3.       After downloading antlr package create a folder named “ANTLR-3.2” and inside it create another folder “lib” and put antlr 3.2jar downloaded in step 2 in the lib directory.

4.       Move the antlr-3.2 directory into C drive(or any work folder for ubuntu), eclipse should be in the same directory

5.       For antlr plugin inclusion in eclipse goto the wiki link on the antlr homepage(www.antlr.org) and inside it click on “Integration with Development environments” and we get two chices underneath eclipse click on “Eclipse 3.3+ for antlr for ANTLR 3.x”. Init we have AntlrDT( a standard Eclipse plugin implementing an Antlr 3.1+ specific grammar editor, outline, and builder) and ANTLR IDE(an eclipse plugin for ANTLRv3 grammars which is required) optiions. click on http://antlrv3ide.sourceforge.net/ and under download/install we get to know wht we need to do to get the setup complete for installing actual ANTLR plugin:


6.       eclipse 3.5 (we already downloaded it).

7.       GEF 3.2 (graphic editor framework for eclipse).

8.       zest 1.0.0 ( a simplification for graphs in eclipse inside the GEF.

9.       Dynamic Language Toolkit(DLTK) Core.

10.   Open eclipse save your select a destination to save your workspace e.g C:\Users\owais\workspace (/home/advo/workspace for ubuntu). to install the plugins goto help menu click on Install New Software, change the work with drop down meny to “Galileo- http://download.eclipse.org/releases/galileo. on the main plugin distribution site for the plugins to be downloaded from eclipse, uncheck the Group items by category to get GEF, zest and DLTK. To get DLTK type Dynamic languages in the search box for main plugin distribution site. you will get a list of available dynamic languages plugins. Check the “Dynamic Languages Toolkit-Core Frameworks”.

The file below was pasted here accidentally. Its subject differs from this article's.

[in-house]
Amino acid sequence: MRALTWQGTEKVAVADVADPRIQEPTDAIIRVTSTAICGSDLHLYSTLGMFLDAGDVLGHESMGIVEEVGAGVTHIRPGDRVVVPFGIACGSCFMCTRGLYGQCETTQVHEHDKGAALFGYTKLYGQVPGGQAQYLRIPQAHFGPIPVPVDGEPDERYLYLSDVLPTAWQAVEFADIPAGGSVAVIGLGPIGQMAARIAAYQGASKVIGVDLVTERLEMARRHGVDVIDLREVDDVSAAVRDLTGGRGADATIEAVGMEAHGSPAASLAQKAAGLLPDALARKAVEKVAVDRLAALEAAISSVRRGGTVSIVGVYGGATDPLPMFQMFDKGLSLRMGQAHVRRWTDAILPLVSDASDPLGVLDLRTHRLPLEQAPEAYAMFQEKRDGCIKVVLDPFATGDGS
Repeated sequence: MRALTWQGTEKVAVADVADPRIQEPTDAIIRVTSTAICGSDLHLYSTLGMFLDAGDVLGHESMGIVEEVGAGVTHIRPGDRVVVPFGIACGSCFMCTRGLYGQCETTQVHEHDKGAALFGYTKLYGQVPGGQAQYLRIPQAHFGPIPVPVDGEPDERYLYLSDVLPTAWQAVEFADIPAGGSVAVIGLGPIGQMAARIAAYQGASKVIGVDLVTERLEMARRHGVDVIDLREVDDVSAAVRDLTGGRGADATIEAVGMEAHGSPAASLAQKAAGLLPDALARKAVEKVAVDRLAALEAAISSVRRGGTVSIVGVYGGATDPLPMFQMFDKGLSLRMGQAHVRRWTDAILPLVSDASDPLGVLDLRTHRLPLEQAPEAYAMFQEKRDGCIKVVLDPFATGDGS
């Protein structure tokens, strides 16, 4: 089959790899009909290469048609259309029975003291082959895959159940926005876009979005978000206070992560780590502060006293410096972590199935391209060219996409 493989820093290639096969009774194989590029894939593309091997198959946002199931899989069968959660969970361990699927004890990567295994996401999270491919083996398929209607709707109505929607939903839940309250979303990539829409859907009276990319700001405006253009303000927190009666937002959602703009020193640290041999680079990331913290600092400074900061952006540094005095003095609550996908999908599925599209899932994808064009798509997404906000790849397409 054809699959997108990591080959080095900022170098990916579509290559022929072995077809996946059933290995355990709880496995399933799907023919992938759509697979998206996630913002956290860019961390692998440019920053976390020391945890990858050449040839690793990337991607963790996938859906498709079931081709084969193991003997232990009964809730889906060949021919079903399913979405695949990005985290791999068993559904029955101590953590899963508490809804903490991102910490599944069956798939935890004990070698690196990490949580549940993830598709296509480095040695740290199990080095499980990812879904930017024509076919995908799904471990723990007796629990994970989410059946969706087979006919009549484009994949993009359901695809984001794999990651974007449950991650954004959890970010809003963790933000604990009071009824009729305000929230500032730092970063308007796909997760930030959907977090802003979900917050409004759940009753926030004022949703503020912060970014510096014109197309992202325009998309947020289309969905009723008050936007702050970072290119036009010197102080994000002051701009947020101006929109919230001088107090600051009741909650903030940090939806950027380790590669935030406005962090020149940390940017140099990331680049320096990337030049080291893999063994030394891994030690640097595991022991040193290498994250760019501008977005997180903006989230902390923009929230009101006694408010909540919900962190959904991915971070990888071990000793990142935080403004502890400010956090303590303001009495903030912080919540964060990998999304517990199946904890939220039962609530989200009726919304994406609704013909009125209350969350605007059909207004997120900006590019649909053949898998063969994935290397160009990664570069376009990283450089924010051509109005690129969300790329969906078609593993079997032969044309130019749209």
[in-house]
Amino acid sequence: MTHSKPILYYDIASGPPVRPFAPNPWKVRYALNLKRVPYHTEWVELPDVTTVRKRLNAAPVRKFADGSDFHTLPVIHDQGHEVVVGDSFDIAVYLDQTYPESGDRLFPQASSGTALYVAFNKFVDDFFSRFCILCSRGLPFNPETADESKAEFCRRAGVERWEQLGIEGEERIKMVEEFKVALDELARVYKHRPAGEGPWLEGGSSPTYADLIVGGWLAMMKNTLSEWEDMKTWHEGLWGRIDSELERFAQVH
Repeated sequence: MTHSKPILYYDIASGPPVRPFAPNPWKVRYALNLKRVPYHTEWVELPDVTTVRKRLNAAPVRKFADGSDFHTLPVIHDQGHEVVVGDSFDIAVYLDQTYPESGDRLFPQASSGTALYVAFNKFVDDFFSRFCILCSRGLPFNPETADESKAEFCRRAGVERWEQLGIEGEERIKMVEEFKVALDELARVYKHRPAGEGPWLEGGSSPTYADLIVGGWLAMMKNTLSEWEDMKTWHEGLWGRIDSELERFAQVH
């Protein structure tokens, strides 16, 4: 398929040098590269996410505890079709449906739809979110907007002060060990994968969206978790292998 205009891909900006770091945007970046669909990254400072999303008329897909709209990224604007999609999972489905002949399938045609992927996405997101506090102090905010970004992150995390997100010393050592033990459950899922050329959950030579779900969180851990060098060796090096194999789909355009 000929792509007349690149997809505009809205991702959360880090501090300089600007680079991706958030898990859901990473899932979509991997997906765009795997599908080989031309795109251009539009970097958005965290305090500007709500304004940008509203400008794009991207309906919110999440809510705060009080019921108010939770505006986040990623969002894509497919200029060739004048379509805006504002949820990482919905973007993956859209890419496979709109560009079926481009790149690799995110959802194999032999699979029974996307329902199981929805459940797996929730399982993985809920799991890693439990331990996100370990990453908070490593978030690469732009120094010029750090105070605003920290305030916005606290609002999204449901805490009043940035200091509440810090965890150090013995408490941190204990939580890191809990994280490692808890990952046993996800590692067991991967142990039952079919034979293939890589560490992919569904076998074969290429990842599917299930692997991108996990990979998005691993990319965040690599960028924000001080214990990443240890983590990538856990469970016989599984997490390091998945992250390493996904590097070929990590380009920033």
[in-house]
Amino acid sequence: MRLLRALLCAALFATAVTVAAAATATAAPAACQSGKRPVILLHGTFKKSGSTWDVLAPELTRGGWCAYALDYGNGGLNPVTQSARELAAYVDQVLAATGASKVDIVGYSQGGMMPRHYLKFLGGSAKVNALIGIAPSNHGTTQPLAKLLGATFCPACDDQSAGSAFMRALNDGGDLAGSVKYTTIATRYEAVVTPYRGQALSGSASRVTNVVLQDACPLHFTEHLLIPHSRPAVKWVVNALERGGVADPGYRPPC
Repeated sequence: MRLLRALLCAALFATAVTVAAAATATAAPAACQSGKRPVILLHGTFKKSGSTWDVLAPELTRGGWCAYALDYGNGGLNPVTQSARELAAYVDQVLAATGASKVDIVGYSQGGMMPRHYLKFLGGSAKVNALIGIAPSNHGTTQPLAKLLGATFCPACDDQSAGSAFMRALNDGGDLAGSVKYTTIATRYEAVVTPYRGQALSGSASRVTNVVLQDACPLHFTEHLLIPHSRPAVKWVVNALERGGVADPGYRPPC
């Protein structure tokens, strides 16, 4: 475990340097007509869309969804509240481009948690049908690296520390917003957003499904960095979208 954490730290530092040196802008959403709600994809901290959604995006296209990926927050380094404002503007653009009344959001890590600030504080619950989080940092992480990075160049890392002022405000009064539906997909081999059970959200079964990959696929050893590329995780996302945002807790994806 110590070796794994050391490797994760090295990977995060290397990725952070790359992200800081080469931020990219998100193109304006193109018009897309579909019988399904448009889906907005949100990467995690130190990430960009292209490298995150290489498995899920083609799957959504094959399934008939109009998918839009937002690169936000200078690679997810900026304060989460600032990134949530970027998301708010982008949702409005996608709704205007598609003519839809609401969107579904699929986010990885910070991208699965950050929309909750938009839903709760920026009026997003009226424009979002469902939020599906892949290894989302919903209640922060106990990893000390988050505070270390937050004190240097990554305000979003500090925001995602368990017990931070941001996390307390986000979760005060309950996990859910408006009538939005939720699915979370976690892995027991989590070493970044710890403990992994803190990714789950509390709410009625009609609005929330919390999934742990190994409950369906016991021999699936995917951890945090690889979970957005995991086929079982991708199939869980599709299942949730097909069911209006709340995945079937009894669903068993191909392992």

11.   To get GEF type GEF in search and check “Graphical Editing Framework GEF”.

12.   Type zest in the search to get available zest plugins and check “Graphical Editing Framework Zest Visualization                 Toolkit”.

13.   In order to make sure all three plugins got checked blank/remove anything entered in the search box to get all the                 available plugins list. Confirm all the three checkmarks are there by visual inspection.

14.   Click on next we will see all three plugins, and then click next and accept the license and click finish and restart to take effect.

15.   Now to download actual ANTLR IDE plugin on the download/install page on Antlr wiki copy the link http:antlrv3ide.surceforge.net/updates and in eclipse goto help menu and open install new software option as we didi for previous plugins. On work with menu click on Add option and paste the copied link in the Location field and in name field enter ANTLR IDE. It will list the ANTLR IDE and we have to check everything available. Click next and further next check the accept license and click finish to install the plugin. during instalation we will get a warning, avoid it by clicking ok we will setup the IDE ourselves.Restart eclipse to take effect

16.   To setup ANTLR goto window menu and click on preferences. click on ANTLR and check the “mark generated resources as derived“. UNderneath ANTLR click on builder and define an antlr package. click on add and include the directory that we put ANTLR-3.2 into and click ok. underneath Code Generator check “Project relative folder” to keep generated files seperate from source files and give name to output folder name e.g antlr-generated and check “Append java package to output folder” and click Apply. Under editor  change Tab policy menu “Tabs only” and change identation size and displayed tab size to 4. Inside editor click on Content Assist and uncheck “Enable auto activation” and in folding option uncheck “enable folding“……. and click OK to complete to setup everything to create a project.